SOFIA IR Observatory in the Southern Sky

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In summary: Z/NZCH/NZCHIn summary, NASA747 has been conducting flights out of Christchurch, New Zealand since June 5th, 2018. There are 20 more flights planned in this block. SOFIA, the "Stratospheric Observatory for Infrared Astronomy", is responsible for these flights and can be tracked on FlightAware. It is currently on display in Stuttgart and will be conducting its first observation mission over Europe this week. SOFIA will be retiring this year, but there is a new IR observatory called ASTHROS to look forward to. Since June 21st, 2022, SOFIA has been conducting night flights from Christchurch.
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Baluncore
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Baluncore said:
NASA747 has been flying out of Christchurch, New Zealand since 5th of June 2018. Another 20 flights are planned in this block.
https://www.nasa.gov/feature/sofia-to-study-southern-skies-in-new-zealand

The “Stratospheric Observatory for Infrared Astronomy”, SOFIA, flies an interesting tracking course. You can follow present and review past flight paths here.
https://flightaware.com/live/flight/NASA747/history/20180613/0758Z/NZCH/NZCH
yeah, tis pretty cool. they do annual observing sessions out of Christchurch.
I photo'ed SOFIA in Christchurch some years ago when I was visiting my kids over there. ( pretty sure I posted a pic on here back them)
Prior to SOFIA, NASA used to fly they Kuiper Boeing 747 out of CHCH on regular missions during the winter months.
Several of my fellow NZ astronomers were able to hitch a ride on various flights ... I am very jealous haha

Dave
 
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ahhhh found it :smile:

gosh, 2013, how time flies :wink:

https://www.physicsforums.com/threads/meet-nasa-sofia-aircraft.702221/
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Man ! ... now I'm even more green with envy ... from my FB page
one of my astro mates has scored a flight on SOFIA as well !

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Ian Griffin
19 hrs ·
That moment you are sitting in a pre flight briefing for SOFIA and the flight is scrubbed due to clouds tomorrow in Auckland and fog in Christchurch.
Never mind! Trying again tomorrow

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The SOFIA IR observatory is on route to Christchurch, New Zealand for this southern winter season.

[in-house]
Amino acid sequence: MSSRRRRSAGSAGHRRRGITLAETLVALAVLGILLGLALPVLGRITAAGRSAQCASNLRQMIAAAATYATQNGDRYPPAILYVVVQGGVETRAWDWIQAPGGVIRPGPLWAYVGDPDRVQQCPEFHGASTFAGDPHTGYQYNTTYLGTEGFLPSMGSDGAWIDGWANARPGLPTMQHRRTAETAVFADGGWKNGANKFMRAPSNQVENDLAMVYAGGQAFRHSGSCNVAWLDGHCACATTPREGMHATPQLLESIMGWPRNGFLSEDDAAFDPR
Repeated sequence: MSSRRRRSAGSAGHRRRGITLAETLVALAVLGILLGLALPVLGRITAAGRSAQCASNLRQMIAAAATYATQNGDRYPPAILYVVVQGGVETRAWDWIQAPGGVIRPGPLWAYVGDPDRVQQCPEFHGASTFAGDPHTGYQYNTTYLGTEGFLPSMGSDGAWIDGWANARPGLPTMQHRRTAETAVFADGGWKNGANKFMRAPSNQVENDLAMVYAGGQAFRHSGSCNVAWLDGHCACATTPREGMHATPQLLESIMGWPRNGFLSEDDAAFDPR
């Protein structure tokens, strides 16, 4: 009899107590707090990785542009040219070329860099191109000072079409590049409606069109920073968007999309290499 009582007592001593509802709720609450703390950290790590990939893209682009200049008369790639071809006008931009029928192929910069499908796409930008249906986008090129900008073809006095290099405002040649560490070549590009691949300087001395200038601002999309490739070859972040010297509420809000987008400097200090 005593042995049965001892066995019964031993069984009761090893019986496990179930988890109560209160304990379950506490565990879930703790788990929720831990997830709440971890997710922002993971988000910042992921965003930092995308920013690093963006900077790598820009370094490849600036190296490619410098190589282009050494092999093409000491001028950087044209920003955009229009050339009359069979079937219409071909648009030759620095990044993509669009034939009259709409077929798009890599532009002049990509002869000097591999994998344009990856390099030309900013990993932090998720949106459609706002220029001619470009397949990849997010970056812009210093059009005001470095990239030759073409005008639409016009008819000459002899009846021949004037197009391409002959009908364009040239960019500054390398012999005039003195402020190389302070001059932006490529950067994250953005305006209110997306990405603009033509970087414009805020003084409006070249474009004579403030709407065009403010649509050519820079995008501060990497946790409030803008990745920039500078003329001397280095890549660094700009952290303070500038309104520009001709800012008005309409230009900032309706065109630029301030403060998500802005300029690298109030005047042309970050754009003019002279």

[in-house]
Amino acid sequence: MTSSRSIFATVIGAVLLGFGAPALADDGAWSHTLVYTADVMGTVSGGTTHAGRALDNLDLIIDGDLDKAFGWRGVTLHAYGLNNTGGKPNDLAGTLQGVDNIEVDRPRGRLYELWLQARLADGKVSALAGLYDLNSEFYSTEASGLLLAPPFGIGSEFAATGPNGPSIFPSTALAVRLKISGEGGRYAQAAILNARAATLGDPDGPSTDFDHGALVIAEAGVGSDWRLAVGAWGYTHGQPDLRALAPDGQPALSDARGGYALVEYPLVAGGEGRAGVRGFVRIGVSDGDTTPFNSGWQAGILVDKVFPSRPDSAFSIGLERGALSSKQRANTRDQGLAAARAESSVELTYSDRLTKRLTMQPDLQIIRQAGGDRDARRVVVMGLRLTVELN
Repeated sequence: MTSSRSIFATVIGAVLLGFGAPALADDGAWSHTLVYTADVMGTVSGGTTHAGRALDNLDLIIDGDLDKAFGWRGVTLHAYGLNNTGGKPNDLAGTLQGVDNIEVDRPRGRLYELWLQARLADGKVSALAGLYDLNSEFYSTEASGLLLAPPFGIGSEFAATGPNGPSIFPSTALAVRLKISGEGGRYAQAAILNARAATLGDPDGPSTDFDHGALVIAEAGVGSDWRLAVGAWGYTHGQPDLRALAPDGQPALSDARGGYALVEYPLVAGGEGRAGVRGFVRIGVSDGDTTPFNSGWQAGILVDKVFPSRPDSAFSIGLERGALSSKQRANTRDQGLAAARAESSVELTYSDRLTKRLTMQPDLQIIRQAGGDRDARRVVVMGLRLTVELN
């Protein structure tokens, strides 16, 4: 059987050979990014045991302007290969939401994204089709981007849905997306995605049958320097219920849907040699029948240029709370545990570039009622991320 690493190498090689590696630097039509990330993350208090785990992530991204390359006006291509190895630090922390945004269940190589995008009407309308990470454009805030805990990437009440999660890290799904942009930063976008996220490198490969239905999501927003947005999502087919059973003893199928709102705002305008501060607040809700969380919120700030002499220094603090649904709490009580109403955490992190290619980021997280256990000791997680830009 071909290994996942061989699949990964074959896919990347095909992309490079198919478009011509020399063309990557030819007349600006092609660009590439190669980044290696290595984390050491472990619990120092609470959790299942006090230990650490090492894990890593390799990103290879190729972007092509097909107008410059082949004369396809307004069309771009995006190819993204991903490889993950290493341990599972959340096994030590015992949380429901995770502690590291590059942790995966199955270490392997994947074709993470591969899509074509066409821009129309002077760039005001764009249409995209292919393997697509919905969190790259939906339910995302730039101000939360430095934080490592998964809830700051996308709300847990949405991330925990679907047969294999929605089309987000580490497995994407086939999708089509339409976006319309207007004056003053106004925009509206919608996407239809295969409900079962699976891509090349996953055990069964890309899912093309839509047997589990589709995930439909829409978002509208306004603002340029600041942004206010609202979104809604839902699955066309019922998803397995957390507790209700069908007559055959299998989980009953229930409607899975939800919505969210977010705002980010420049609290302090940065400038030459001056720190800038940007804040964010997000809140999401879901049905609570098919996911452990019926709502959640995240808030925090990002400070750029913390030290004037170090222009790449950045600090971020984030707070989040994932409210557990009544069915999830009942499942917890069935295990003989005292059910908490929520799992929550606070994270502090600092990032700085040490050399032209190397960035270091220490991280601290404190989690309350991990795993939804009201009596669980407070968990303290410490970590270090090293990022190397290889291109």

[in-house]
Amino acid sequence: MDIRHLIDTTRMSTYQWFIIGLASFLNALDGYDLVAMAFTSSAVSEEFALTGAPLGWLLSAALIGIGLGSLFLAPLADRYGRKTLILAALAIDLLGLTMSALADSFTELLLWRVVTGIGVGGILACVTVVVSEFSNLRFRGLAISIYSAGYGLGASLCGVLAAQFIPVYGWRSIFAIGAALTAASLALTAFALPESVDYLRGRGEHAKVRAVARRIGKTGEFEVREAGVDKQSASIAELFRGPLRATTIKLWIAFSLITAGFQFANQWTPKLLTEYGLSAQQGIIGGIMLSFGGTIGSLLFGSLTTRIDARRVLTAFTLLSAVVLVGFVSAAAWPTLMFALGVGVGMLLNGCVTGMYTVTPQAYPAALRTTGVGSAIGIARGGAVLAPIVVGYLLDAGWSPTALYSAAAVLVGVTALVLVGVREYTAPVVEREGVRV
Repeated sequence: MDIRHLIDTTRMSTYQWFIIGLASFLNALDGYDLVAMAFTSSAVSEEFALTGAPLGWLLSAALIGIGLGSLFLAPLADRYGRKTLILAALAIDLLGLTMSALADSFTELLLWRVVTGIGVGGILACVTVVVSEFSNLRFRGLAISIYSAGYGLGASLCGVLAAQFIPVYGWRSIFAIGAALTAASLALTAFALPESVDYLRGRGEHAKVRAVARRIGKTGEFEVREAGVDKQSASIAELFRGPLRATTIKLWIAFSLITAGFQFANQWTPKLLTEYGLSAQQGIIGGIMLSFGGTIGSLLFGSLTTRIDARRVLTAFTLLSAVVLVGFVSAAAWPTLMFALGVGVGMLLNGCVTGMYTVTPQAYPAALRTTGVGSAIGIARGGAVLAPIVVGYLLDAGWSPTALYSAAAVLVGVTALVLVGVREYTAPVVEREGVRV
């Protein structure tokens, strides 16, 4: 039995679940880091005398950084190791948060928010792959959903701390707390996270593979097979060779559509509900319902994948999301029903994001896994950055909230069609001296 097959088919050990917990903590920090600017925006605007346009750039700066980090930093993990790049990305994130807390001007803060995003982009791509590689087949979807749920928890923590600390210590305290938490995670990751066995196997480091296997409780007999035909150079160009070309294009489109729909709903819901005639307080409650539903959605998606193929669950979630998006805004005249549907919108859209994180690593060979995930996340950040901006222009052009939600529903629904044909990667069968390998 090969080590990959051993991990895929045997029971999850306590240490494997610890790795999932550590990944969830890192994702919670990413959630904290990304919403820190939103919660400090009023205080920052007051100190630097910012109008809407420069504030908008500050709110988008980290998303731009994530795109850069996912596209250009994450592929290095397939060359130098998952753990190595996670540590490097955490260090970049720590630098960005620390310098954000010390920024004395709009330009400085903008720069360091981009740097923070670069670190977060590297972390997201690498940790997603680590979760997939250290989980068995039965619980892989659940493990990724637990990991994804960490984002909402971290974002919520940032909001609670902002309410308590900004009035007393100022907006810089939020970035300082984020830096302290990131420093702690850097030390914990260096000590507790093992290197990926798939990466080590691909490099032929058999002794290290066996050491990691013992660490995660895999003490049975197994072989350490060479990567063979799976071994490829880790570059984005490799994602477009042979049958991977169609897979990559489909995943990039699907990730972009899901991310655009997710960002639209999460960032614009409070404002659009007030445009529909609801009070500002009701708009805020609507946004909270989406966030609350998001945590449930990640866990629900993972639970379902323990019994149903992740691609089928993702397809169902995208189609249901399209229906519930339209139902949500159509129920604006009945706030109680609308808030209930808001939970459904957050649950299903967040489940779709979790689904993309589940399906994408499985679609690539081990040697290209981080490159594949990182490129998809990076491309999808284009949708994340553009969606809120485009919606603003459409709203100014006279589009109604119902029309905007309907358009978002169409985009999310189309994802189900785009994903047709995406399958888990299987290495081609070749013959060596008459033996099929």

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This week SOFIA will be on display in Stuttgart where around 400 researchers from all over the world come together for a major conference of the Astronomical Society at Stuttgart University, celebrating the centenary of the International Astronomical Union.
The first observation mission over Europe is planned during the week.
 
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Related to SOFIA IR Observatory in the Southern Sky

What is the SOFIA IR Observatory in the Southern Sky?

The SOFIA IR Observatory in the Southern Sky is a state-of-the-art infrared telescope that is mounted on a modified Boeing 747SP airplane. It is a collaboration between NASA and the German Aerospace Center, and it is used to study the infrared emissions of objects in the universe.

How does the SOFIA IR Observatory work?

The SOFIA IR Observatory works by flying at altitudes of up to 45,000 feet, above most of the Earth's water vapor, which can interfere with infrared observations. It uses a 2.5 meter telescope to collect infrared light and then analyzes the light using various instruments on board the aircraft.

What can the SOFIA IR Observatory be used to study?

The SOFIA IR Observatory can be used to study a wide range of objects in the universe, such as stars, planets, galaxies, and even objects within our own solar system. It is particularly useful for studying objects that emit infrared light, which can provide valuable insights into their composition and behavior.

What is unique about the SOFIA IR Observatory?

The SOFIA IR Observatory is unique because it is a flying telescope, which allows it to access regions of the sky that are not visible from ground-based observatories. It also has a larger telescope and more sensitive instruments than most other infrared telescopes, making it a powerful tool for studying the universe.

What have been some significant discoveries made using the SOFIA IR Observatory?

The SOFIA IR Observatory has made numerous significant discoveries since its first flight in 2010. Some examples include the discovery of water on the moon, the detection of molecular oxygen in a distant galaxy, and the identification of a new type of interstellar dust grain. It continues to make groundbreaking discoveries and provide valuable insights into the universe.

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